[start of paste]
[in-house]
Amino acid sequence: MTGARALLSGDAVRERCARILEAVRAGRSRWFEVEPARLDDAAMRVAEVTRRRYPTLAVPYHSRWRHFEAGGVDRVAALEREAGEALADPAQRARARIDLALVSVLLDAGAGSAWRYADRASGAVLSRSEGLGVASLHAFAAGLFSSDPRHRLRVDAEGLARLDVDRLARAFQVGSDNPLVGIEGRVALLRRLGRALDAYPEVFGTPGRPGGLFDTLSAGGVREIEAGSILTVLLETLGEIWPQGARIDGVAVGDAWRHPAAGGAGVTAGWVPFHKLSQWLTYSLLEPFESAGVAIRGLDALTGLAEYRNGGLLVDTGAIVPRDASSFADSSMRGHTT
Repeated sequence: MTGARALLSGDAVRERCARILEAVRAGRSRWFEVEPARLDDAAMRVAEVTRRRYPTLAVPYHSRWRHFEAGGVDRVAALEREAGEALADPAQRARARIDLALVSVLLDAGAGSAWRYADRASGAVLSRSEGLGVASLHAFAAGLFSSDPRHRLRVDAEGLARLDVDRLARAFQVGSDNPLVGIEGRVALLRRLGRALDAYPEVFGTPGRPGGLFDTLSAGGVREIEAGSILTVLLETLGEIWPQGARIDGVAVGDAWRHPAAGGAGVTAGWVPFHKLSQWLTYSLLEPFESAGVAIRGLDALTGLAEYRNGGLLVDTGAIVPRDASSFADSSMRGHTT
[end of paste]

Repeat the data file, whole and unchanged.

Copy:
[in-house]
Amino acid sequence: MTGARALLSGDAVRERCARILEAVRAGRSRWFEVEPARLDDAAMRVAEVTRRRYPTLAVPYHSRWRHFEAGGVDRVAALEREAGEALADPAQRARARIDLALVSVLLDAGAGSAWRYADRASGAVLSRSEGLGVASLHAFAAGLFSSDPRHRLRVDAEGLARLDVDRLARAFQVGSDNPLVGIEGRVALLRRLGRALDAYPEVFGTPGRPGGLFDTLSAGGVREIEAGSILTVLLETLGEIWPQGARIDGVAVGDAWRHPAAGGAGVTAGWVPFHKLSQWLTYSLLEPFESAGVAIRGLDALTGLAEYRNGGLLVDTGAIVPRDASSFADSSMRGHTT
Repeated sequence: MTGARALLSGDAVRERCARILEAVRAGRSRWFEVEPARLDDAAMRVAEVTRRRYPTLAVPYHSRWRHFEAGGVDRVAALEREAGEALADPAQRARARIDLALVSVLLDAGAGSAWRYADRASGAVLSRSEGLGVASLHAFAAGLFSSDPRHRLRVDAEGLARLDVDRLARAFQVGSDNPLVGIEGRVALLRRLGRALDAYPEVFGTPGRPGGLFDTLSAGGVREIEAGSILTVLLETLGEIWPQGARIDGVAVGDAWRHPAAGGAGVTAGWVPFHKLSQWLTYSLLEPFESAGVAIRGLDALTGLAEYRNGGLLVDTGAIVPRDASSFADSSMRGHTT